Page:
it's just great to open to a random page and read about asparagus for 40 minutes.

You can come too!

Posted by: craigie on February 22, 2006 at 5:12 PM | PERMALINK

Information wants to be free.

Posted by: osama_been_forgotten on February 22, 2006 at 5:17 PM | PERMALINK

Not taking into account inflation or interest rates, if fit and trim Kevin has about 50 more years of outhouse trips to look forward to, then the $825 price of this tome works out to about 4 cents a "reading session." Well worth it, Kev.

Posted by: ferd on February 22, 2006 at 5:22 PM | PERMALINK

So what can one read about asparagus, for 40 minutes? It is green, it is somewhat healthy, it is funny looking... then what?

Posted by: elfranko on February 22, 2006 at 5:25 PM | PERMALINK

elfranko -

you forgot about the pee

Posted by: Ugh on February 22, 2006 at 5:29 PM | PERMALINK

Hey, let's buy Kevin these books, commentors. We'll start a funding campaign. I'm go for $5.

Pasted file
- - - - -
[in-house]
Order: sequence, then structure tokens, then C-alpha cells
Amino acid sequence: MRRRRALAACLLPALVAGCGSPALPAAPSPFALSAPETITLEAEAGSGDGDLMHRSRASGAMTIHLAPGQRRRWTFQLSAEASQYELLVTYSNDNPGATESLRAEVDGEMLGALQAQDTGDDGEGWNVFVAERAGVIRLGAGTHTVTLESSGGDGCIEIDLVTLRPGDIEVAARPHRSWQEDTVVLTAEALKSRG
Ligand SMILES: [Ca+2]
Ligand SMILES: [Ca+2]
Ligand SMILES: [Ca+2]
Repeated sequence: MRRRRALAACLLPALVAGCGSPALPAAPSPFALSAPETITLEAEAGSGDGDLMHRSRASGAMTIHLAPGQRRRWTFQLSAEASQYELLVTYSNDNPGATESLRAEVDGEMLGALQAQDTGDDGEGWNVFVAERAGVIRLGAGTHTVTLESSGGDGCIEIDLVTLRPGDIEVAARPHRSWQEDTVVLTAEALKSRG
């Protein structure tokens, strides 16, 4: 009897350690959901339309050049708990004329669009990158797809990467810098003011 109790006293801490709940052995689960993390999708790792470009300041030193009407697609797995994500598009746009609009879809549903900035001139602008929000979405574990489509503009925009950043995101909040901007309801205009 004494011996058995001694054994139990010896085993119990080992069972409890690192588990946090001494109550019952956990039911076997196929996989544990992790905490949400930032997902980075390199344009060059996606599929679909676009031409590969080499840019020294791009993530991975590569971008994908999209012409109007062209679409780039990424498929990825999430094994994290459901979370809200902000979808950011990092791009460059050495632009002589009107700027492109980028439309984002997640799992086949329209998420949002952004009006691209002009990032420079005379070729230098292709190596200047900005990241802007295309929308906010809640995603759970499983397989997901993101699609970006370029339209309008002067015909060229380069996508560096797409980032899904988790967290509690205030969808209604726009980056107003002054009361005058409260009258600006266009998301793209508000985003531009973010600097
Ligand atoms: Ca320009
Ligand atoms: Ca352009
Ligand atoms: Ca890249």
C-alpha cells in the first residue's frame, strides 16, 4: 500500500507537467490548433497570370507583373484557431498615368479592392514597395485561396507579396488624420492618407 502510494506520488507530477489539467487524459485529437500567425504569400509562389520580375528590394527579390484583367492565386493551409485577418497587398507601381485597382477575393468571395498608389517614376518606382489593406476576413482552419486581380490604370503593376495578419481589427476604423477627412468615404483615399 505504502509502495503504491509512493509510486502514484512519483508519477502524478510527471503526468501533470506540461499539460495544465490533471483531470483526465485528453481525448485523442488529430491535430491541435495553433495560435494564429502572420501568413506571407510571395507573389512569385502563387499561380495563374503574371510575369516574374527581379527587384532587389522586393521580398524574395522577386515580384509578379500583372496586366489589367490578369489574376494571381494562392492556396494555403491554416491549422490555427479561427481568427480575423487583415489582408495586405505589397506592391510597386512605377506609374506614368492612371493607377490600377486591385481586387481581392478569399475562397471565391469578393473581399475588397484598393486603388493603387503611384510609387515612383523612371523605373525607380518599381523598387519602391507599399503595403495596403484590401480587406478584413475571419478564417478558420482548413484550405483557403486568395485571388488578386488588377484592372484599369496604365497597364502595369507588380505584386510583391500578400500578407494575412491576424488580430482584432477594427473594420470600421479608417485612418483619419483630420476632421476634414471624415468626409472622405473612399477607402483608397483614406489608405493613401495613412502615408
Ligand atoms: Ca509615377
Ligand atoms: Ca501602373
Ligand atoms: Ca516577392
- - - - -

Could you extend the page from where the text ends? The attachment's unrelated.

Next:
Set up a pay pal account, Kevin. Put up a funding thermometer.

Al, Tbroz, this would be an olive branch opportunity.

I, the fake fake Al, pledge $5 to the Buy Kevin Drum a Large Book About Numbers (BKDLBAN) campaigne.

I gonna need a receipt, though.

Posted by: the fake Fake Al on February 22, 2006 at 5:42 PM | PERMALINK

Looks like a great book. I am lobbying my library.

However, I sympathize greatly with Alan. In fact, it seems like we have reached a point where someone (or some people) could create a sigle, large database that is relatively easy to search. It is drag trying to track down regional and national data from various sources. The Census, BLS, commerce and Fed are great resources, but why not consolidate?